Gastroparesis Overview


Gastroparesis, or “paralysis of the stomach,” is a digestive motility disorder in which the stomach fails to contract properly. Consequently, food and/or liquids may fail to empty into the intestines at the proper rate. 

Under normal conditions, the muscles and nerves of the stomach coordinate to push partially digested material into the small intestine. Gastroparesis involves a disruption to the muscles and/or nerves, preventing the stomach from moving its contents downward. Food and/or liquids may remain in the stomach for an abnormally long time. 

Gastroparesis symptoms can be debilitating and, in some cases, life-threatening. These symptoms may include  stomach/abdominal pain, bloating, nausea, vomiting, heartburn, acid reflux/GERD and early satiety. Over time, these issues can lead to serious complications such as malnourishment, dehydration, extreme weight loss/fluctuations, esophageal damage, erratic blood sugar levels, bezoars and overwhelming fatigue.

The National Institutes of Health (NIH) estimates that more than 5 million people live with gastroparesis.  The most common known cause of this condition is diabetes, which accounts for about one-third of the cases.  Other known causes of gastroparesis include neurologic disorders such as Multiple Sclerosis and Parkinson’s Disease; connective tissue disorders; complications resulting from surgeries; prolonged use of various medications (such as some narcotics and antidepressants); and direct damage to the vagus nerve.  Most cases of gastroparesis, however, are labeled “idiopathic,” meaning that there is no known cause.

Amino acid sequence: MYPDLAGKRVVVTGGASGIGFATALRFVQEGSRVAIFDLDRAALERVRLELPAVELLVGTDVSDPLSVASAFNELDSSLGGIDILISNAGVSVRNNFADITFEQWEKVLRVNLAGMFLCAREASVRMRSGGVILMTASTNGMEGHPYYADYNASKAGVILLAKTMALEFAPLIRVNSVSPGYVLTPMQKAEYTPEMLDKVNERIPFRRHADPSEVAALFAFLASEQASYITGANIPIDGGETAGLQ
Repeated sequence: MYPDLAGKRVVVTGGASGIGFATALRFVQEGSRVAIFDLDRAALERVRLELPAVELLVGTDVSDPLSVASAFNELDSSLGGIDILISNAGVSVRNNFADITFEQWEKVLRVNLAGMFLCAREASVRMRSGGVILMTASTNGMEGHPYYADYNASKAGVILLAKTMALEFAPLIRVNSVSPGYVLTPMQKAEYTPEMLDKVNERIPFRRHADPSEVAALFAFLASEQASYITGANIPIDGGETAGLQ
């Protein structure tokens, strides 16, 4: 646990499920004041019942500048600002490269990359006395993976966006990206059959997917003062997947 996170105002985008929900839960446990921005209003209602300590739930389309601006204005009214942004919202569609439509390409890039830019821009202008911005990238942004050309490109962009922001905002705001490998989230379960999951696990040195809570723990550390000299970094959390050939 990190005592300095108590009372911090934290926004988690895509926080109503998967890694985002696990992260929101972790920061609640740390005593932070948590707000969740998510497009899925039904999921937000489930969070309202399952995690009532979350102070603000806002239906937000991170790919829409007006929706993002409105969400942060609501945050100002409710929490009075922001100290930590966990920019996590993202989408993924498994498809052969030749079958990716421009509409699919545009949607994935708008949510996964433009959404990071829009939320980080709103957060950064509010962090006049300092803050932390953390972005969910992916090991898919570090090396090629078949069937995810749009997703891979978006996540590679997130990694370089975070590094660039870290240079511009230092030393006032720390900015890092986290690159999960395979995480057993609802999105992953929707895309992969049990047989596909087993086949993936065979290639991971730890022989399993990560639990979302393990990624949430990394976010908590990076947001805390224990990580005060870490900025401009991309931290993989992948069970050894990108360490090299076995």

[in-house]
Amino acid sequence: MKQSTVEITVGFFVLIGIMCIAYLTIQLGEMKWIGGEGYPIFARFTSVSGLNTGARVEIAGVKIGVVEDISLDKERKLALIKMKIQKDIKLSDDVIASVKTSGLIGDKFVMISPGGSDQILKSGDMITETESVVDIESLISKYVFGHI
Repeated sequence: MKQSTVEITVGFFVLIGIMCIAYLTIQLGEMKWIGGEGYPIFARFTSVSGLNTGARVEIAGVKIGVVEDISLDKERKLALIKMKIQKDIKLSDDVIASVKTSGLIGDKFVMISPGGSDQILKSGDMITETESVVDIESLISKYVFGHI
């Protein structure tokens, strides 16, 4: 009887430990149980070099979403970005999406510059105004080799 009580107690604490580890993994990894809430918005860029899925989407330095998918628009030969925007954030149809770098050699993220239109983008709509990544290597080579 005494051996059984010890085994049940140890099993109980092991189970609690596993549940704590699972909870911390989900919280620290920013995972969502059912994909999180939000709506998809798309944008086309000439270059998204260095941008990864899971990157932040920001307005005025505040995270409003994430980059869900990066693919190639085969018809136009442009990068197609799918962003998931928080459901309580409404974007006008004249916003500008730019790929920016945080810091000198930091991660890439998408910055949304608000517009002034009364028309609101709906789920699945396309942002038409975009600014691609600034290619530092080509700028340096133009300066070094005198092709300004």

Gastroparesis is most commonly diagnosed by the Gastric Emptying Study (GES), a procedure in which radioactive material (food and/or liquid) is traced by a scanner as it moves through one’s digestive tract.  Other methods of diagnosis include upper endoscopy, barium x-rays, gastric manometry and the wireless motility capsules (SmartPill) which, when swallowed, transmit data regarding the rate of passage through the entire digestive tract.

Treatments for gastroparesis include dietary changes (small, frequent meals low in fat and fiber), prokinetic medications (which increase motility), and symptom-management medications.  For cases which do not respond to these treatments, surgeries and/or supplemental nutrition methods (such as feeding tubes or total parenteral nutrition) may be advised.